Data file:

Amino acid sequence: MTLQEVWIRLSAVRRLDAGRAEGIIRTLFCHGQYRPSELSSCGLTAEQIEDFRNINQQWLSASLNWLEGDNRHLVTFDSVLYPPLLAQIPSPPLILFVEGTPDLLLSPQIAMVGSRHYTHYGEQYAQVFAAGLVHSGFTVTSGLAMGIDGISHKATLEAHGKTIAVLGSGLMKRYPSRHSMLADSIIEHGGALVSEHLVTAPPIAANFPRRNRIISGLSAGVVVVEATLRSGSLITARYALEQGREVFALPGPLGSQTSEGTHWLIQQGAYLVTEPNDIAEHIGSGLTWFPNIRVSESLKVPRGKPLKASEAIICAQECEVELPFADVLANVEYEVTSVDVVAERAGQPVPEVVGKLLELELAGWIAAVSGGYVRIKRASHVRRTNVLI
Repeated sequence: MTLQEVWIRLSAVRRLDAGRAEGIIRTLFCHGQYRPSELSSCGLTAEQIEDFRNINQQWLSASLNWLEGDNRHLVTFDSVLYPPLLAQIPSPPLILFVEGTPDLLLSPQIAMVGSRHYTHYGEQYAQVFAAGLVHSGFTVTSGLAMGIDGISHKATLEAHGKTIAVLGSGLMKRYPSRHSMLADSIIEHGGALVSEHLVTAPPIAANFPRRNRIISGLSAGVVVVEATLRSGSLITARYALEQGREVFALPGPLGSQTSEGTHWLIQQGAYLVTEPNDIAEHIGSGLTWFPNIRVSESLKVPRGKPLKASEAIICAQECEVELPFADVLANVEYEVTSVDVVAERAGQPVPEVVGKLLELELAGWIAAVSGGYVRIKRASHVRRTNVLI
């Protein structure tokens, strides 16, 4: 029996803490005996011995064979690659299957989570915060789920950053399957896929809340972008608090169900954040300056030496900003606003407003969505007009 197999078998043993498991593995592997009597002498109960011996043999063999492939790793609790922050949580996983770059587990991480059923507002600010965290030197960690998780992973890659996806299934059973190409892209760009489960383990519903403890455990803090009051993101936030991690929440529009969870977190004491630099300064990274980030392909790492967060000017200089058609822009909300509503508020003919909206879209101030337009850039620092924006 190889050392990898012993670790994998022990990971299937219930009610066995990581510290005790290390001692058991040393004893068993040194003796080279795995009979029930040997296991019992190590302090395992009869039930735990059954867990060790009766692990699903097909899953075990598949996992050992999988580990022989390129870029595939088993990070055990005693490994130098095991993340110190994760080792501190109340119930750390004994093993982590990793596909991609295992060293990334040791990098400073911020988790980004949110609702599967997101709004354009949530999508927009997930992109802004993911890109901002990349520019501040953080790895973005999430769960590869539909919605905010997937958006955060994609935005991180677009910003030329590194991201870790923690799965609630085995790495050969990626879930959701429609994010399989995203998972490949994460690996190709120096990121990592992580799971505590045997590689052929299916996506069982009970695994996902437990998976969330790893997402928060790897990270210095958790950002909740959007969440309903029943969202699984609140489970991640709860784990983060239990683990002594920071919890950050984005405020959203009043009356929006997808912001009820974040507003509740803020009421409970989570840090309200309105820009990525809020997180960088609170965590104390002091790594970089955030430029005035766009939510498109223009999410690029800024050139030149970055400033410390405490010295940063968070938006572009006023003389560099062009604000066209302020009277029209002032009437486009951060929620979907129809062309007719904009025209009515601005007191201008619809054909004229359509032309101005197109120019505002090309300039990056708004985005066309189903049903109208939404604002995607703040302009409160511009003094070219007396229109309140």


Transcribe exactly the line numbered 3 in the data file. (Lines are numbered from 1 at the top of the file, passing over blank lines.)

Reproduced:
């Protein structure tokens, strides 16, 4: 029996803490005996011995064979690659299957989570915060789920950053399957896929809340972008608090169900954040300056030496900003606003407003969505007009 197999078998043993498991593995592997009597002498109960011996043999063999492939790793609790922050949580996983770059587990991480059923507002600010965290030197960690998780992973890659996806299934059973190409892209760009489960383990519903403890455990803090009051993101936030991690929440529009969870977190004491630099300064990274980030392909790492967060000017200089058609822009909300509503508020003919909206879209101030337009850039620092924006 190889050392990898012993670790994998022990990971299937219930009610066995990581510290005790290390001692058991040393004893068993040194003796080279795995009979029930040997296991019992190590302090395992009869039930735990059954867990060790009766692990699903097909899953075990598949996992050992999988580990022989390129870029595939088993990070055990005693490994130098095991993340110190994760080792501190109340119930750390004994093993982590990793596909991609295992060293990334040791990098400073911020988790980004949110609702599967997101709004354009949530999508927009997930992109802004993911890109901002990349520019501040953080790895973005999430769960590869539909919605905010997937958006955060994609935005991180677009910003030329590194991201870790923690799965609630085995790495050969990626879930959701429609994010399989995203998972490949994460690996190709120096990121990592992580799971505590045997590689052929299916996506069982009970695994996902437990998976969330790893997402928060790897990270210095958790950002909740959007969440309903029943969202699984609140489970991640709860784990983060239990683990002594920071919890950050984005405020959203009043009356929006997808912001009820974040507003509740803020009421409970989570840090309200309105820009990525809020997180960088609170965590104390002091790594970089955030430029005035766009939510498109223009999410690029800024050139030149970055400033410390405490010295940063968070938006572009006023003389560099062009604000066209302020009277029209002032009437486009951060929620979907129809062309007719904009025209009515601005007191201008619809054909004229359509032309101005197109120019505002090309300039990056708004985005066309189903049903109208939404604002995607703040302009409160511009003094070219007396229109309140």